In North Carolina, news of the possible policy change was welcomed — cautiously — by Matt Comer of Charlotte, who said he was forced out of his Boy Scout troop at the age of 14 after troop leaders confronted him over being gay.
“It was very intimidating,” said Comer, now 26. “The scoutmaster said, ‘If you choose to live that lifestyle, you choose not to be a Boy Scout.'”
“I lost a lot of good friends when I had to leave,” Comer said. “I really did enjoy Scouts. I wanted to get my Eagle Scout and go on to be a Scout leader.”
Now, he has mixed views about the proposed change, and anticipates there could be problems when troops with different stances mingle at jamborees and summer camps.
He also questioned whether adult leaders would have the necessary training and insight to deal well with gay scouts who come out if the ban is eased.
In Durham, N.C., the proposed change prompted some careful moral calculations by the Rev. Allen Jones, associate minister of Antioch Baptist Church and scoutmaster of the church-sponsored Troop 481.
“Personally, I believe homosexuality is a sin and you can go to hell for it,” Jones said. “But the Gospel also speaks to the inclusion and acceptance of people with a cross to bear. If someone openly gay comes in and wants to participate, then that’s between them and God. We’re not going to discriminate.”
Two of the biggest sponsors are the Mormons’ Church of Jesus Christ of Latter-day Saints, whose units serve roughly 420,000 scouts, and the Roman Catholic Church, which serves about 280,000 Scouts. Mormon and Catholic leaders, who have signaled support for the no-gays policy in the past, declined any official response to Monday’s announcement of the possible change.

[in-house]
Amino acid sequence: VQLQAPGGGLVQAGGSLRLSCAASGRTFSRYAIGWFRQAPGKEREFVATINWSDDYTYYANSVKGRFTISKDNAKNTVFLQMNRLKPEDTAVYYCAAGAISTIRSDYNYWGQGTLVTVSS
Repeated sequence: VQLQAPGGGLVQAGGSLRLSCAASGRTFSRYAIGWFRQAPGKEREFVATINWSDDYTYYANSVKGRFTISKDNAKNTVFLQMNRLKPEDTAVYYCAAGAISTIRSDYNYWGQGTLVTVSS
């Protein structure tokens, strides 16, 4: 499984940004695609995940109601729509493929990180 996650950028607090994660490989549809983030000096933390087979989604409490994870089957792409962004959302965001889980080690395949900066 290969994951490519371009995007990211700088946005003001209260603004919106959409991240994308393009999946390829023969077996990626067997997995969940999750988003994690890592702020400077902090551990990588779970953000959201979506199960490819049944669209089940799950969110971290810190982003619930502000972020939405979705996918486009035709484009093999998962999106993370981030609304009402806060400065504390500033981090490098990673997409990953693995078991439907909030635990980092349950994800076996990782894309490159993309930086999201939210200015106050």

“We’ve had 100 years of a very conservative approach to scouting,” said Kay Godfrey, a spokesman for Boy Scouts in the Great Salt Lake Council. “A major shift along these lines could change the face of scouting, but we’ll have to just wait and see.”
Scott Barr, a scoutmaster in McKinney, Texas, said his Mormon-chartered troop would likely wait for guidance from the national Mormon church.
“I don’t know what the position would be,” said Barr, who’s been involved in scouting for 25 years. “I wouldn’t even dare to speculate.”
The United Methodist Church, the second largest sponsor of Scout units after the Mormons, expressed support for the policy change — saying it was in line with church policy opposing discrimination on the basis of sexual orientation.
News of the proposed change came just ahead of “Scout Sunday” next weekend — an annual event in which churches across the nation have special worship services and luncheons to honor scouts.
Frank Page, the Southern Baptist leader, said that proposing the policy change so close to Scout Sunday is causing a lot of consternation.
“Churches have not had time to think and pray and consider this,” he said.
Page said all Southern Baptist churches are independent and can set their own policies, but he expects the SBC executive committee to discuss the issue and possibly offer a resolution when it meets in Nashville in mid-February.
Some conservative activists sought to organize e-mail and phone call campaigns aimed at pressuring the Boy Scouts to maintain the mandatory no-gays policies.
Among them was John Stemberger, a former scout and now president of the conservative Florida Family Policy Council.
“If the BSA departs from its policies on allowing openly homosexual scoutmasters and boys in the program it could destroy the legitimacy and the security of this iconic institution,” Stemberger wrote to his supporters. “I pray that the BSA does not open a can of worms that would cause a mass exodus from a program that America needs now more than ever.”
More optimistic was another former scout, Jay Mechling, who is professor emeritus of American Studies at the University of California, Davis, and author of “On My Honor: Boy Scouts and the Making of American Youth.”
“If the BSA makes this move, which I dearly hope they will, the world will not end,” Mechling said in an e-mail. “People will hardly notice.”